Who Gets the Dog?
Have you ever wondered what would happen to your pet in the event that you and your partner separate? Have you gone as far as actually discussing who your pets would live with, and would it be a shared-time arrangement?
Approximately three quarters of Australian households own pets, with over $33 billion spent on pet products and services in 2022 and an average of $3,218 spent per dog per year. It is therefore not surprising that “what happens to my dog?” is one of the most common questions we get asked.
How are Pets Treated in Family Law Disputes?
When determining parenting arrangements for children, the main consideration of the Court is “what is in their best interests?”. Unfortunately, the same approach does not apply to your fur babies.
The Family Law Act 1975 (Cth) (“FLA”) provides no specific guidance to the treatment of pets in family law proceedings. Therefore, pets are treated as property and form the overall asset pool that can be divided, just like bank accounts, houses, and cars. This usually comes as a surprise to people who have emotional attachments to their pets, as opposed to their other personal items.
Further, pets are not generally valued like other possessions such as cars, boats and business interests, unless the pet is used to derive an income, such as in racing, breeding or in competitions. If pets are racing or breeding animals, they are treated as a business asset.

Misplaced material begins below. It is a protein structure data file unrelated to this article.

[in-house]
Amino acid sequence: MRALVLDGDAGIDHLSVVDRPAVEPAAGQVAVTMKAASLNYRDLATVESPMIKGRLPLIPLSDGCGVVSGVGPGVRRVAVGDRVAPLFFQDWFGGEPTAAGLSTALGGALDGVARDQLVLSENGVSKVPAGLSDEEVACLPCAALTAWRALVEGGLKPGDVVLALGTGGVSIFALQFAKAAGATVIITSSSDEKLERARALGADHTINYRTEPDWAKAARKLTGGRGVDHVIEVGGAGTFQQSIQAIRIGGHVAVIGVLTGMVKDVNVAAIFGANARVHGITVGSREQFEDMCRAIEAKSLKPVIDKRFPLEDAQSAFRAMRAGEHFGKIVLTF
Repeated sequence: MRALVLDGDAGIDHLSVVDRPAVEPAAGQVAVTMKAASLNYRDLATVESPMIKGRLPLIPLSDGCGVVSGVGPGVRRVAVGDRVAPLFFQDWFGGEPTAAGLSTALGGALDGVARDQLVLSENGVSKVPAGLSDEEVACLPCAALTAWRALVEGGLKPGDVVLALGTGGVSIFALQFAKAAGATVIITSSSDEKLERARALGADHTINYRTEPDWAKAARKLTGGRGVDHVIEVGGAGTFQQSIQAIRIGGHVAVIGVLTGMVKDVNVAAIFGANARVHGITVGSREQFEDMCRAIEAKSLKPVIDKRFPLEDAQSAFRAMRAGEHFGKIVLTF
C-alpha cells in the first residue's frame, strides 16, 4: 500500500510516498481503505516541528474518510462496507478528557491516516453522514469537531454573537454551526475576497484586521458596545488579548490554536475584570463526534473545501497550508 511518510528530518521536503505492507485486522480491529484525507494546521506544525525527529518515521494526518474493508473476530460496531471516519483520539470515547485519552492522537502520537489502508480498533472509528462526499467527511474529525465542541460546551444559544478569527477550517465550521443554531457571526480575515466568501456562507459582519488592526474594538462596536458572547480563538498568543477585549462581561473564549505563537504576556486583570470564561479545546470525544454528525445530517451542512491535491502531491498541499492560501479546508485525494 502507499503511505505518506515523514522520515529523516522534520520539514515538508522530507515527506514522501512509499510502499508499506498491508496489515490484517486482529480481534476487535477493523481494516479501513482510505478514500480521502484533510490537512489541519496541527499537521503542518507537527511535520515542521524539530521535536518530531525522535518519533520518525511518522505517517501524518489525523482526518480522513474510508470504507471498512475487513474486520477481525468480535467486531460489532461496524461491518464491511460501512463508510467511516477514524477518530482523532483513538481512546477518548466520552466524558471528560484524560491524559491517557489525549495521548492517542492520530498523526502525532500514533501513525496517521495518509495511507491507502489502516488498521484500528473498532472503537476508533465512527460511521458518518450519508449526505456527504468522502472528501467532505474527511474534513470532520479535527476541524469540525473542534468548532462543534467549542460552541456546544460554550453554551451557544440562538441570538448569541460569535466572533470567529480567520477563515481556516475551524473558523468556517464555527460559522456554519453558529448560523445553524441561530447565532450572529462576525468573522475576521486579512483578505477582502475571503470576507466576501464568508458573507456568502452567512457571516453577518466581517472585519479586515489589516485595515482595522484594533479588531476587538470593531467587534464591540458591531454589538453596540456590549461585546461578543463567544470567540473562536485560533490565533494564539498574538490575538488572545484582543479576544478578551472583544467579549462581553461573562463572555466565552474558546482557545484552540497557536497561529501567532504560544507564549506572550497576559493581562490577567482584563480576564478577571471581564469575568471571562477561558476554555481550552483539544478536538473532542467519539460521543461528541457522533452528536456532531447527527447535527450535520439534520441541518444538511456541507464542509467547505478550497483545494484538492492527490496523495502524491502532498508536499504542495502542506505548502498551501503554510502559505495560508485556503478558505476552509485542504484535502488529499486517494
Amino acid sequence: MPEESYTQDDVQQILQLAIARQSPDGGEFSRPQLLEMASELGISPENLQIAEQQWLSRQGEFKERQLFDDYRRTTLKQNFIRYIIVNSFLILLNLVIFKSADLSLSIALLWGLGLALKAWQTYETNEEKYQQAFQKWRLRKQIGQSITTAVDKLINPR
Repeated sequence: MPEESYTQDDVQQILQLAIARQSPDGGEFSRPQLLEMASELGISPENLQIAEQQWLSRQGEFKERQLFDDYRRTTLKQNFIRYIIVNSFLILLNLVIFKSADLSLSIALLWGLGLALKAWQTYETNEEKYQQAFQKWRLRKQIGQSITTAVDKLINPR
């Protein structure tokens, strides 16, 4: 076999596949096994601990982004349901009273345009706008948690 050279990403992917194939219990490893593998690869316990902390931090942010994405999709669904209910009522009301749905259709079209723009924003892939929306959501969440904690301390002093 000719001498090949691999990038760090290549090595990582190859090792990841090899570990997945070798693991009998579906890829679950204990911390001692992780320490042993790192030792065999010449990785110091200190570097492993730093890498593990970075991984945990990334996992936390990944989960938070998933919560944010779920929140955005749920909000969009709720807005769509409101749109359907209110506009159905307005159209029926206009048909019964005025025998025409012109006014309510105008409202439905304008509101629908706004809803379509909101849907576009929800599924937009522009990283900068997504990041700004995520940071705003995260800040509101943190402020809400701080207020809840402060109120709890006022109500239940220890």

The position that pets are property was affirmed in the matter of Downey & Beale  FCCA 316 where a couple had agreed on every aspect of their family law dispute, except for the ongoing ownership of their dog. The critical evidence was such that whilst the couple was dating but before they lived together, the husband purchased the dog for the wife as a gift and the dog lived with the wife at her parents’ house. The Court ruled in favour of the wife, declaring that she was the owner of the dog as it was purchased for her as a gift. This case shows the approach that the Court will take, in identifying pets as property that can be transferred, gifted and sold, and not as members of the family.
How can Southern Waters Legal Help?
Southern Waters Legal can help in the event you require assistance with your pet custody matter or your family law matter generally. Our team of Solicitors can assist in negotiation, mediation, and proceeding to Court if required. We understand that pets are more than simply “property”, they are your family.